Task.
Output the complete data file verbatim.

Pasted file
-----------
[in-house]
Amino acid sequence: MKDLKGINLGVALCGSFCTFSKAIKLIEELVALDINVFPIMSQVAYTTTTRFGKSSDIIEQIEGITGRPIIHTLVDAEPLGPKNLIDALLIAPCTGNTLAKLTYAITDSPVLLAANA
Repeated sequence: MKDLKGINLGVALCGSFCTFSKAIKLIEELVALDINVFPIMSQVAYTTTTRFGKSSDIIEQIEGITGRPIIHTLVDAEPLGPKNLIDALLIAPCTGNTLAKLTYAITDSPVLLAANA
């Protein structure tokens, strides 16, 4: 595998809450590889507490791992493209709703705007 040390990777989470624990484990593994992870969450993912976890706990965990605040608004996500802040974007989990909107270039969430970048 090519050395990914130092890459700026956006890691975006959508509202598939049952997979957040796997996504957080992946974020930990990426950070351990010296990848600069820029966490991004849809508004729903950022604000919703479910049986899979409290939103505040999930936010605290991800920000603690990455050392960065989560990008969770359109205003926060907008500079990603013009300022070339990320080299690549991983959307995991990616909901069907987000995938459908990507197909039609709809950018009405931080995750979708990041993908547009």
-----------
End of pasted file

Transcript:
[in-house]
Amino acid sequence: MKDLKGINLGVALCGSFCTFSKAIKLIEELVALDINVFPIMSQVAYTTTTRFGKSSDIIEQIEGITGRPIIHTLVDAEPLGPKNLIDALLIAPCTGNTLAKLTYAITDSPVLLAANA
Repeated sequence: MKDLKGINLGVALCGSFCTFSKAIKLIEELVALDINVFPIMSQVAYTTTTRFGKSSDIIEQIEGITGRPIIHTLVDAEPLGPKNLIDALLIAPCTGNTLAKLTYAITDSPVLLAANA
């Protein structure tokens, strides 16, 4: 595998809450590889507490791992493209709703705007 040390990777989470624990484990593994992870969450993912976890706990965990605040608004996500802040974007989990909107270039969430970048 090519050395990914130092890459700026956006890691975006959508509202598939049952997979957040796997996504957080992946974020930990990426950070351990010296990848600069820029966490991004849809508004729903950022604000919703479910049986899979409290939103505040999930936010605290991800920000603690990455050392960065989560990008969770359109205003926060907008500079990603013009300022070339990320080299690549991983959307995991990616909901069907987000995938459908990507197909039609709809950018009405931080995750979708990041993908547009």